Our expectation going to the show, was that we would relive Fela's music through the years as well as his life. As soon as we saw the female dancers' make-up--reminiscent of The Lion King--we should have understood that this would not exactly be the case. In fact, some elements made one specific African very uncomfortable.
The fact that Will and Jada Smith, and Jay-Z, were the producers, should have been a hint that this was Broadway's take on Africa, rather than Africa itself.
However--far from me the thought that the show is not excellent! It is fun, colorful, full of energy, and the cast is fantastic. The dancing was awe-inspiring, even if it might have been more inspired by West African dance than Nigerian. On the day we attended, Adesola Osakalumi played Fela--singing, acting, declaiming, dancing, and playing the saxophone. The rest of the cast was similarly incredibly talented and just plain fantastic.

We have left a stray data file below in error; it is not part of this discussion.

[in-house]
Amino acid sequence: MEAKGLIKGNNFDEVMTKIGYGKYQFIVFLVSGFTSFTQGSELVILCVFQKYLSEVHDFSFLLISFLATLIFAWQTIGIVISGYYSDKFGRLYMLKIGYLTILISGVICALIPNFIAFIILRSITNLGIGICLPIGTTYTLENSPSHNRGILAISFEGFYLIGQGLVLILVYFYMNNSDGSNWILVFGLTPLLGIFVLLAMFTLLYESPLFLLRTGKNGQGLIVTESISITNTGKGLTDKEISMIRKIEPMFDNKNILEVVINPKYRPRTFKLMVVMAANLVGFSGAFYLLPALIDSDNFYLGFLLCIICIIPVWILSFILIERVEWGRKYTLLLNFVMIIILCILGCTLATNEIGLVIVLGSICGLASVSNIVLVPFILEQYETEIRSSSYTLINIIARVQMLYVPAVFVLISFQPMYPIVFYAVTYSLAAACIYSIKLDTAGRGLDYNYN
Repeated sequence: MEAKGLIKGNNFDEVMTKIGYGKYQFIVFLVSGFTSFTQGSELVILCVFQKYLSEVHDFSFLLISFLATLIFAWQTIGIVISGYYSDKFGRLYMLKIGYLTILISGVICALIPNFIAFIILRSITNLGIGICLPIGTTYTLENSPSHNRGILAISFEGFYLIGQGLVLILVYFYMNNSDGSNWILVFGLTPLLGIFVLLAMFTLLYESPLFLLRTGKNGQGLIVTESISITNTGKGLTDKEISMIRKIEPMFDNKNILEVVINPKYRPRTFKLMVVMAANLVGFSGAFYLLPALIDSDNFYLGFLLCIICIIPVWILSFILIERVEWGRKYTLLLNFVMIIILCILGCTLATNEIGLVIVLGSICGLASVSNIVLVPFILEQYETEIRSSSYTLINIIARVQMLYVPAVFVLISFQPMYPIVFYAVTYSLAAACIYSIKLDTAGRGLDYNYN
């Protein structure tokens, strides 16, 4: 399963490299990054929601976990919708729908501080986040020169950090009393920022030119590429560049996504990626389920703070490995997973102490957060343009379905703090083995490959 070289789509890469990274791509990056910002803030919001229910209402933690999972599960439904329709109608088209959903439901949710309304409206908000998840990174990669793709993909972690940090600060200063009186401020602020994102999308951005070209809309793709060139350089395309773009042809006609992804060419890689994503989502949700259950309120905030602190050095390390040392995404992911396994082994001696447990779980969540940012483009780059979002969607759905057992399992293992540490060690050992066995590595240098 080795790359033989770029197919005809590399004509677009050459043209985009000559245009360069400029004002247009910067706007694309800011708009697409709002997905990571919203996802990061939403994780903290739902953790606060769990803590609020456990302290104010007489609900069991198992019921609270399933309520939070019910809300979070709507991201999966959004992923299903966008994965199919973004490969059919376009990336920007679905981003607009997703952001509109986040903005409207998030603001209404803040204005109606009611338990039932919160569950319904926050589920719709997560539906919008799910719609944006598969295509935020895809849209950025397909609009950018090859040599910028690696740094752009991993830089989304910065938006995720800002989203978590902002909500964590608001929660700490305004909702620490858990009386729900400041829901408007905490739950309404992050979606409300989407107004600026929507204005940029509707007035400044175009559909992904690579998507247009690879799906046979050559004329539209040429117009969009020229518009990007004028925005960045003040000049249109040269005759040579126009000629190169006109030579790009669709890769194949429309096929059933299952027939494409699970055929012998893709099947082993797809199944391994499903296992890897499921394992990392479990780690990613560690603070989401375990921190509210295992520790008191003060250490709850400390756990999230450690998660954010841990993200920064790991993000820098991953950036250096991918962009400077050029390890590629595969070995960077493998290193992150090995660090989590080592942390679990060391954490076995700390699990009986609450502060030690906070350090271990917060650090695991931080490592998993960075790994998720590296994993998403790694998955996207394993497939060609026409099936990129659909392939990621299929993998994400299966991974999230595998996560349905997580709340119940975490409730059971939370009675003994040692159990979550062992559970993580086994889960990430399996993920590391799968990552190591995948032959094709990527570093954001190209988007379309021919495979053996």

I may be alone in my opinion--my friend Atim Oton, born and raised in Nigeria, wrote her very positive take in the Huffington Post.
Watching the show made me curious about additional elements of Fela's life, and the players: I found a few websites which are listed below.
The real Sandra:

If you want to see the show (if you haven't already), there are 19 performances left from today, July 22.... Please let me know your opinion!

Sunday, July 15, 2012

IBM in Africa